Can you pay the rent with a credit card?
If your finances have been hit hard and you’re unsure where you’ll find the money to pay this month’s rent, it’s important you know this: is possible to pay the rent with a credit card. Before doing so, however, make sure you understand how it works, how much it can cost, and what your alternatives are.
Can I pay my rent with a credit card?
There may be several reasons why you want to pay rent with a credit card. Maybe times are tough and you don’t have the funds in the bank. Maybe you are just hoping to score tons of credit card reward points.
The short answer to the question “can you pay rent with a credit card” is yes, but paying rent with a credit card is not ideal. For this reason, we will cover a few alternatives below.
The process may not be as straightforward as handing over a credit card. Not all owners accept credit cards. Even if your landlord is firmly in the ‘don’t accept credit card’ camp, you can use a third-party payment service like Plastiq to pay by card.
Along with dozens of its competitors, Plastiq allows consumers to pay by credit card for things that usually can’t be billed, like rent. Plastiq charges an average transaction fee of 2.85%. If your rent is $ 1,000 per month, paying it through Plastiq would cost an additional $ 28.50.
What about a cash advance? It is a terrible idea. The average cost to take out a cash advance is 5%. If your monthly rent is $ 1,000, the cash advance fee would be $ 50. Additionally, the average interest rate on a cash advance is 23.68%. To add insult to injury, there is no grace period – you would immediately start paying interest on that money.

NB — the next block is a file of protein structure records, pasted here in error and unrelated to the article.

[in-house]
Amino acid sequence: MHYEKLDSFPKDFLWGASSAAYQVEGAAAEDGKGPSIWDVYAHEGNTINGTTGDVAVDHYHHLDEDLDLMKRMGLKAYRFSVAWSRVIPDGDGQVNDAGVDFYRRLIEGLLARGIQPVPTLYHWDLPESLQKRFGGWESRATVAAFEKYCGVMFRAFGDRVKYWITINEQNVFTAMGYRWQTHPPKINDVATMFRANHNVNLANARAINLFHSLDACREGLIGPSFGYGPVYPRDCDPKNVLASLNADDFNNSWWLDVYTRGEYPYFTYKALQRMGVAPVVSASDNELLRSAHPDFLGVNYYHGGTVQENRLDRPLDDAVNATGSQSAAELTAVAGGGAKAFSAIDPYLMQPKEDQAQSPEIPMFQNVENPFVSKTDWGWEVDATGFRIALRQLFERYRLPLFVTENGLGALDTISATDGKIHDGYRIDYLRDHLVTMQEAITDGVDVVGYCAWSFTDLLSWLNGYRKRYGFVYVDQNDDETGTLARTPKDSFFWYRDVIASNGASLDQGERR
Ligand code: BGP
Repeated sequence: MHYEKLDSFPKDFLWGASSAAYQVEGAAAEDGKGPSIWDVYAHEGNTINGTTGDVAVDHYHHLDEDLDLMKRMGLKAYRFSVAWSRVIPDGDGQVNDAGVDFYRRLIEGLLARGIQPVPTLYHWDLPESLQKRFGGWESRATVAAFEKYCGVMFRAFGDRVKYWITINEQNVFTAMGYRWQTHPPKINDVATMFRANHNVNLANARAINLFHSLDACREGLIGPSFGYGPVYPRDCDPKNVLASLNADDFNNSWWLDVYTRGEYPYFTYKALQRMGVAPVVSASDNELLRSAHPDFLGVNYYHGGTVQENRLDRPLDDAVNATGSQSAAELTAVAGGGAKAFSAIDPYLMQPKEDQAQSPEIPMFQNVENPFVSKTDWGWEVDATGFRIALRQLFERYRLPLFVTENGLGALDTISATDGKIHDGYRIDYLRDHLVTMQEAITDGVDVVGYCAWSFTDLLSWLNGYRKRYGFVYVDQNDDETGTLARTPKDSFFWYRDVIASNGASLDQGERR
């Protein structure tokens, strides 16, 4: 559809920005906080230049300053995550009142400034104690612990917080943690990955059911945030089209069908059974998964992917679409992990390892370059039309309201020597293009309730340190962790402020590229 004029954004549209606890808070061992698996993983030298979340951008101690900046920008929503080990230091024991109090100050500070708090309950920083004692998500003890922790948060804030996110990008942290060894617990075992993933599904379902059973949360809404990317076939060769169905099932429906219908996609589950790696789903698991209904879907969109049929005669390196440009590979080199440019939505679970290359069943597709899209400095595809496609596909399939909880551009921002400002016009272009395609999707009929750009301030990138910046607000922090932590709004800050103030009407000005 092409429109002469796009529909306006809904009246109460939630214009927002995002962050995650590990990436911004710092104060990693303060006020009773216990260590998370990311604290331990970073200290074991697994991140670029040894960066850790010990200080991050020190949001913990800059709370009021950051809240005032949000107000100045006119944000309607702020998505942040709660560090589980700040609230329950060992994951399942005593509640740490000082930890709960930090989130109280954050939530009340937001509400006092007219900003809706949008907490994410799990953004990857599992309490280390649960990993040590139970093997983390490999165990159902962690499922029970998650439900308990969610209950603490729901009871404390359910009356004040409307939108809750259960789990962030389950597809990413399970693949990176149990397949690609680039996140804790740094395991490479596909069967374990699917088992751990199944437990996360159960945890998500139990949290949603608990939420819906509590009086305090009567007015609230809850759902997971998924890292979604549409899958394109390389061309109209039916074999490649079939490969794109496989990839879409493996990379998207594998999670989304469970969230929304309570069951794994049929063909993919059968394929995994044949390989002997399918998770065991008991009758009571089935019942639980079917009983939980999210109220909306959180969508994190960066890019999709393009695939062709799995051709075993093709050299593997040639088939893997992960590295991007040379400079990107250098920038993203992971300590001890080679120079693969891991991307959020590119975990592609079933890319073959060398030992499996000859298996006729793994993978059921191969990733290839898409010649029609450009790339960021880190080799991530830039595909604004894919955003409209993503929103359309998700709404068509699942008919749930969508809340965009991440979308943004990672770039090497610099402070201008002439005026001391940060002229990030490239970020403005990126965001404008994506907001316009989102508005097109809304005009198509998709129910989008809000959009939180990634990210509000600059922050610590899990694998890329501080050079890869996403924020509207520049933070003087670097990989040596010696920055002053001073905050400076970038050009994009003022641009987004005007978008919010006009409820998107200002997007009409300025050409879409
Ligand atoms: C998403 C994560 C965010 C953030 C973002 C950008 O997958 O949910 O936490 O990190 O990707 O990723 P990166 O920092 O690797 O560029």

Be careful when deciding whether or not to pay the rent with a credit card. As the interest on your debt accumulates, you will quickly be heading into dangerous financial territory. That’s why credit cards aren’t necessarily the best way to pay rent.
Homeowners’ reluctance to accept credit cards
Americans have been asking for years, “Can you pay the rent with a credit card?” And for years, the response from most homeowners has been, “Absolutely not.
In fairness, homeowners who decline credit card payments have legitimate concerns, including:
- An angry tenant can pay rent and then dispute the transaction. If that tenant can convince their credit card company that they haven’t approved the charge, the transaction can be rolled back and the landlord has nothing left.
- Credit card payments are not processed automatically. In fact, it can take days for a homeowner to receive payment.
- Transaction fees eat into an owner’s budget.
So the idea of paying rent by card has been limped around without ever really catching on. And then the pandemic struck.
As the coronavirus made its way across the world, businesses of all kinds have had to adapt. In April, with millions of Americans out of work, some homeowners began to emerge. Renters who couldn’t make ends meet were looking for other ways to cover their rent. And owners, sweating the thought of months without payment, have been looking for ways to enable credit card transactions.